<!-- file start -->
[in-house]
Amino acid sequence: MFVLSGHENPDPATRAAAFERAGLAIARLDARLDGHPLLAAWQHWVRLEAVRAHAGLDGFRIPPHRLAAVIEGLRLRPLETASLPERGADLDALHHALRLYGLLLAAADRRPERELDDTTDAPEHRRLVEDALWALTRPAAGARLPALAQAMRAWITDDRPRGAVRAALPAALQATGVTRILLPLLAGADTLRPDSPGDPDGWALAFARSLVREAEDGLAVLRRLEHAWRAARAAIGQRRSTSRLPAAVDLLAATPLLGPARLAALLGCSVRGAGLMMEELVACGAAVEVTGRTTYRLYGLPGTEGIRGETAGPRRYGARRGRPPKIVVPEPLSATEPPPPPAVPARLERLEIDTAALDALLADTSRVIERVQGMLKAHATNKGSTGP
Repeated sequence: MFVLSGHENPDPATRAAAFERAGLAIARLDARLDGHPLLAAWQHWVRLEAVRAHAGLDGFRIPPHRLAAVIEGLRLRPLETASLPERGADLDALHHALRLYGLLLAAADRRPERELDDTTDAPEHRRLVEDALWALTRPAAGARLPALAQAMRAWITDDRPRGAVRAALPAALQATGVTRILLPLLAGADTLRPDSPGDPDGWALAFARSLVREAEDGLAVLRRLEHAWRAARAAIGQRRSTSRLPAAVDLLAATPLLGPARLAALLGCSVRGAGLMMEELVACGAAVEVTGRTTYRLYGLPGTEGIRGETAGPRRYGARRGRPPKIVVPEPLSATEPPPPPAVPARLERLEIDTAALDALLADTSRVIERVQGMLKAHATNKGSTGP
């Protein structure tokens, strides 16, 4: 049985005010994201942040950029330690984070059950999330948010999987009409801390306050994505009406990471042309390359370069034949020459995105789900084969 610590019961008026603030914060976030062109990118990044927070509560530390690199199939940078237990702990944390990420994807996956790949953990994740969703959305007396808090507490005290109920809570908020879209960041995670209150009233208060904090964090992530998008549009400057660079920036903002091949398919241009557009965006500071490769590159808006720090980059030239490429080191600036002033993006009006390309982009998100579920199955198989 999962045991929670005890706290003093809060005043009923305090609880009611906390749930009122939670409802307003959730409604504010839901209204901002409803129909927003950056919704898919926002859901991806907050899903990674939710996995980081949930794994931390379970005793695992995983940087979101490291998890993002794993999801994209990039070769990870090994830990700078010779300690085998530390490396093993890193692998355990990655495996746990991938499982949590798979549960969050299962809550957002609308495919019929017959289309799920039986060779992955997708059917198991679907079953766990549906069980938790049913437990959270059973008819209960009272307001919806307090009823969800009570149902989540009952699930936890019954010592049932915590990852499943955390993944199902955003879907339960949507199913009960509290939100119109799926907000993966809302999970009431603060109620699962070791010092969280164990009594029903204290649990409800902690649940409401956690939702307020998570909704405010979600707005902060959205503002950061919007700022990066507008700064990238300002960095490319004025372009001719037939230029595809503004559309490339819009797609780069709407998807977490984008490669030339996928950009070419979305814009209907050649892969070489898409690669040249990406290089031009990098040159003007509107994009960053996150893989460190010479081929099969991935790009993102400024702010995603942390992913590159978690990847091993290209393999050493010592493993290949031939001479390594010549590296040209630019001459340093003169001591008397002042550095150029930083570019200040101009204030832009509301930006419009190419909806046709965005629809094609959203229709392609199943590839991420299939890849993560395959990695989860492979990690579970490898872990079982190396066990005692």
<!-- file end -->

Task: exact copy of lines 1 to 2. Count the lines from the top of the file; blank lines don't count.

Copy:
[in-house]
Amino acid sequence: MFVLSGHENPDPATRAAAFERAGLAIARLDARLDGHPLLAAWQHWVRLEAVRAHAGLDGFRIPPHRLAAVIEGLRLRPLETASLPERGADLDALHHALRLYGLLLAAADRRPERELDDTTDAPEHRRLVEDALWALTRPAAGARLPALAQAMRAWITDDRPRGAVRAALPAALQATGVTRILLPLLAGADTLRPDSPGDPDGWALAFARSLVREAEDGLAVLRRLEHAWRAARAAIGQRRSTSRLPAAVDLLAATPLLGPARLAALLGCSVRGAGLMMEELVACGAAVEVTGRTTYRLYGLPGTEGIRGETAGPRRYGARRGRPPKIVVPEPLSATEPPPPPAVPARLERLEIDTAALDALLADTSRVIERVQGMLKAHATNKGSTGP